RALEIGH, N.C. (WNCN) – More than a year since her father passed away, Joanna Rieg hopes her family’s struggle to see him in the hospital during his final days will lead to changes across North Carolina.
Jeff Rieg went to the emergency room last May after being hit by a truck at his home in Beaufort County.
He was able to come back home, but within a couple days Joanna said he had to go back to the ER and became unresponsive less than an hour after getting there.
He was transferred to Greenville for additional treatments, but Joanna said it became clear he was near the end of his life.
“We had to really fight to get in to see him. My mom actually did the fighting for us as a family to see him,” Joanna said.
Her father was a man of faith as well, having formed a close bond with his pastor who the family wanted to be able to get in and pray for him in his final moments.
“Not having that for us was just kind of a missing piece and knowing how important that was for my dad,” she said. “Walking with us through those last moments with my dad in the hospital, we were not able to have that.”
Their experience prompted state lawmakers to pass the Jeff Rieg Law, which would guarantee that a clergy member could visit a patient as long as they pass health screenings and do not test positive for infectious diseases. Click here to view.
The Senate unanimously approved the bill this week following a 98-19 vote in the House earlier this year. The bill is now awaiting action by Gov. Roy Cooper (D).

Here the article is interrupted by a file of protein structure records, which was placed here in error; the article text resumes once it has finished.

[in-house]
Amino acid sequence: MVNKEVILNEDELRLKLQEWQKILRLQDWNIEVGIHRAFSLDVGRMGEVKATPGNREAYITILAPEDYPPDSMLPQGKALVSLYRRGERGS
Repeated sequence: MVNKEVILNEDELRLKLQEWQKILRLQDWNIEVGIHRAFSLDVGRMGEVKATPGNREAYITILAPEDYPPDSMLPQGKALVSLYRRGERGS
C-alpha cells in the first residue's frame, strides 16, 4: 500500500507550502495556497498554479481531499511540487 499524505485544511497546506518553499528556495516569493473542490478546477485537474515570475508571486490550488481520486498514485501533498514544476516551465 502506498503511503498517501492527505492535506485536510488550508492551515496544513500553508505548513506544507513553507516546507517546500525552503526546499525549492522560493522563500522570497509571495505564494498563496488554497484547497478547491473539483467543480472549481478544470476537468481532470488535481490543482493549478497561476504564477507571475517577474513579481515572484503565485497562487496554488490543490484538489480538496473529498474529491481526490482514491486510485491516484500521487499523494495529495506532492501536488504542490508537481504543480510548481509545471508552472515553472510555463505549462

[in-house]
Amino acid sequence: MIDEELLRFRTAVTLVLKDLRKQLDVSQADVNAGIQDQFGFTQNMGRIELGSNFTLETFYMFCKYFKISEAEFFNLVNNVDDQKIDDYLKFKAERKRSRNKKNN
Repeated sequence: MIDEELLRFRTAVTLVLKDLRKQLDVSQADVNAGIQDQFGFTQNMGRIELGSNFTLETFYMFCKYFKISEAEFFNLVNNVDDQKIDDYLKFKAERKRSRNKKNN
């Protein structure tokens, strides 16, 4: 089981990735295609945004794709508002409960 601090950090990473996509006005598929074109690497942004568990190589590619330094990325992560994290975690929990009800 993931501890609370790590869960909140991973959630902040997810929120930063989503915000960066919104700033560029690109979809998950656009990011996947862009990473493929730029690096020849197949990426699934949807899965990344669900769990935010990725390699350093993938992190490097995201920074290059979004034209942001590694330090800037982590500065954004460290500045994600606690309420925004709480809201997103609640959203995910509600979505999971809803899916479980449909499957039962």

“Now, they may have the opportunity to have someone in there with them to sort of hold their hand, to hug them, to cry with them, to listen, to offer words of encouragement, to pray, whatever it is they may need in those moments,” said Joanna Rieg.
Jason Little, lead pastor at Faith Baptist Church in Knightdale, said it’s been “frustrating” at times during the pandemic trying to provide comfort to families and patients while being mindful of the health care facilities trying to minimize the risk of allowing additional people inside.
“Just like they’re receiving physical care and attention in perhaps those last days or hours of life, I believe that spiritual care in those moments is vital as well,” he said. “We understand, fully understand, that the last year to year-and-a-half has been incredibly challenging for every area of life.”
The North Carolina Healthcare Association, which represents hospitals across North Carolina, did not support the bill.
“While we support the role of faith in healing, the bill did not provide any way for us to protect our patients, or their visiting clergy, in extenuating circumstances,” wrote Cynthia Charles, a spokesperson for the NCHA, in an email.
The bill is part of a broader effort by some state legislators to guarantee patients are able to have visitors even during disasters or public health emergencies.
A separate bill, the No Patient Left Alone Act (click here: https://www.ncleg.gov/BillLookUp/2021/S191), was born out of the frustrations some family members conveyed to lawmakers when the pandemic began and visitation was cut off entirely in some circumstances.
It’s still pending in the legislature. The bill contains a provision that if hospitals need to close off visitation entirely, they would have to develop alternative protocols to allow visitation “to the greatest extent safely possible.”
Charles said, “We do everything in our power to ensure patients continue to experience the healing power of companionship, and the latest version of the bill ensures that we can continue to provide those experiences while complying with very specific federal rules.”
Members of the House and Senate are meeting with officials from the state Department of Health and Human Services about the bill, as the agency has raised concerns about state officials still being able to respond in emergency situations.